Lyric mezzo-soprano Katherine Jenkins, a former tour guide on the London Eye, whose albums have received Classic Brit Awards as Album of the Year. She came in second on America's Dancing With the Stars, and has also performed at Joe's Pub in New York City. She also participated in the 2013 U.S. Memorial Day Concert in Washington, D.C., singing a selection from Andrew Lloyd Webber's Requiem and You'll Never Walk Alone from Rodgers and Hammerstein's Carousel. Married to American artist and film actor-director Andrew Levitas, in September 2015 she gave birth in New York to their daughter.

For the birthday bash she sang I Vow to Thee My Country, marking Princess Elizabeth's elevation to the top job, reflecting her promise made in 1947, as a young princess, to dedicate her whole life to her people.

Tenor Alfie Boe, one of the U.K.'s most gifted classical crossover talents, shared a Tony Award with the cast of the Baz Luhrmann's 2002 revival of La bohème in 2003. He met his wife, Sarah while rehearsing that show in San Francisco. The couple lives in Utah with their two children. He returned to Broadway to star in Les Miserables. Since March 29, 2016 he has been playing the lead role in Finding Neverland on Broadway. For the Queen's birthday bash he delivered A Nightingale Sang in Berkeley Square, written in 1939 with lyrics by Eric Maschwitz and music by Manning Sherwin.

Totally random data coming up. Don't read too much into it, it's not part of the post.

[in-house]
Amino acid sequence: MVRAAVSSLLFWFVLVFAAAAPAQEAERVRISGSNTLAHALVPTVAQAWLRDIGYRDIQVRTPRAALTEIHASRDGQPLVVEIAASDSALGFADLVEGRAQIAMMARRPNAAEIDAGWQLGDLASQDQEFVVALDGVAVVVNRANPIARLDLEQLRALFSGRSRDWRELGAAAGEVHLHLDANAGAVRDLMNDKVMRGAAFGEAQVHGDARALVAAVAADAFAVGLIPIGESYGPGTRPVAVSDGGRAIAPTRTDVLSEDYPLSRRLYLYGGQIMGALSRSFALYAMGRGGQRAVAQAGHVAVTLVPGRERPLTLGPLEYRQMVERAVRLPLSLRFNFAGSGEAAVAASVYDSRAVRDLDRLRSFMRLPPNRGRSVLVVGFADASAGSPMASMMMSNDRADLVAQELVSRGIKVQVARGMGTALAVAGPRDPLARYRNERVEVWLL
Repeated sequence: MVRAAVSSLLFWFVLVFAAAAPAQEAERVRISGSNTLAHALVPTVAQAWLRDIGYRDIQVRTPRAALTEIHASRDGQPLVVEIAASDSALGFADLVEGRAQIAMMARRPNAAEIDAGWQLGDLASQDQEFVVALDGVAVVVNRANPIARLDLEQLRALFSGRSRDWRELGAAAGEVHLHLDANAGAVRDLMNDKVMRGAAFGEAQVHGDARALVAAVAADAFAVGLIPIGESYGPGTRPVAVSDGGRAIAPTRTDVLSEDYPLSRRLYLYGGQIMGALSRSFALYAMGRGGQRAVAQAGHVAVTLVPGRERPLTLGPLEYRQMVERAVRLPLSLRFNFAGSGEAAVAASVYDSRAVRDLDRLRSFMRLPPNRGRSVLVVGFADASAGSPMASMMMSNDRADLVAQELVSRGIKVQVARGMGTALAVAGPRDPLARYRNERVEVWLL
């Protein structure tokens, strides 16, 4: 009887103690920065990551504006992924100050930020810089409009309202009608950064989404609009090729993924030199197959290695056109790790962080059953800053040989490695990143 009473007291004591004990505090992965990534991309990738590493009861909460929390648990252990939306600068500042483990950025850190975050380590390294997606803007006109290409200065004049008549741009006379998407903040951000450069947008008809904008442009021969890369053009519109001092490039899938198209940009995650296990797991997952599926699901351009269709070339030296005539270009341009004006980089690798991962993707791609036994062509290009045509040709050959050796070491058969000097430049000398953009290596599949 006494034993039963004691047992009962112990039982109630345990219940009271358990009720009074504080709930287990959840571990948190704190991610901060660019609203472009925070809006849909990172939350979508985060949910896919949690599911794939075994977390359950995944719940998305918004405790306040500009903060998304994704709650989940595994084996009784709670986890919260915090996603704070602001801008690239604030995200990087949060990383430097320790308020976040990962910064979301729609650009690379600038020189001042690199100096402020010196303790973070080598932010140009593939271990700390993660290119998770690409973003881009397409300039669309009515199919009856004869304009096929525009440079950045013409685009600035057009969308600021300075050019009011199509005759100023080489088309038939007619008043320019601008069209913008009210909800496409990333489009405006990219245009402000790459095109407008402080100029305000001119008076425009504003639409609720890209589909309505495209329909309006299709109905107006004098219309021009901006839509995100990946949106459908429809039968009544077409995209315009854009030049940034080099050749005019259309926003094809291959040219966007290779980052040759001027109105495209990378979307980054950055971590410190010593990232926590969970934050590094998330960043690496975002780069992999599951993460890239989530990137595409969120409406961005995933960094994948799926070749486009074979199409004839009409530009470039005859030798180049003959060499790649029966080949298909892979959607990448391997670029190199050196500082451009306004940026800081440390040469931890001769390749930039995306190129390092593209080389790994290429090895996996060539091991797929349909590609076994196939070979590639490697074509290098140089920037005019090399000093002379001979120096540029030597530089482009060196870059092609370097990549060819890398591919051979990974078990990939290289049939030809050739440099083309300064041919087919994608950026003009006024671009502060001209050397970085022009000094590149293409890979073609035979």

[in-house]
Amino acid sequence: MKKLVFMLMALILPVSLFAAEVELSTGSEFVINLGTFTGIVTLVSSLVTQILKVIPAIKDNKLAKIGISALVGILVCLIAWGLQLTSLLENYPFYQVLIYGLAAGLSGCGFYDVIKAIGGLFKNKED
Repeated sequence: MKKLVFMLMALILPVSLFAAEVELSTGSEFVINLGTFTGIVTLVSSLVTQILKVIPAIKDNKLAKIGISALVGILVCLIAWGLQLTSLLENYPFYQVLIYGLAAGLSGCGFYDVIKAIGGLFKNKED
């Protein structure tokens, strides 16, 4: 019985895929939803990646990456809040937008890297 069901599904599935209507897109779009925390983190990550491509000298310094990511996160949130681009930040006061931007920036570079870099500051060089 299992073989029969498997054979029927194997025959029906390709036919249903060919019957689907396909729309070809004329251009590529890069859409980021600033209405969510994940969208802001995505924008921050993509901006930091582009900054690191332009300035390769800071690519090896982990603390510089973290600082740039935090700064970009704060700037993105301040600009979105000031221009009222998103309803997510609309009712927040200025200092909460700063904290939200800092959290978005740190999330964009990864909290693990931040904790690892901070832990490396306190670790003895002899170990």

Pop singer Jess Glynne performed her hit song Hold My Hand. Kylie Minogue sang a version of her song I Believe In You. The 47-year-old songstress looked sensational in a white embroidered gown trimmed in white feathers with a sweeping base. She was accompanied to the party by her 28-year-old actor boyfriend Joshua Sasse.

Martin Clunes of Doc Martin fame introduced the colorful Royal Cavalry of Oman. Also giving voice was tenor Andrea Bocelli. James Blunt played Bonfire Heart while the Household Cavalry rode around the arena. Also performing were impressionist Rory Bremner, and Beverly Knight.

Actor Damian Lewis, known for portraying U.S. Marine Sergeant Nicholas Brody in the Showtime series Homeland - which earned him a Primetime Emmy - told the crowds the Queen’s “commitment and dedication is immense”.

The evening was hosted by television personalities Ant and Dec who were introduced by their full names Anthony McPartlin and Declan Donnelly.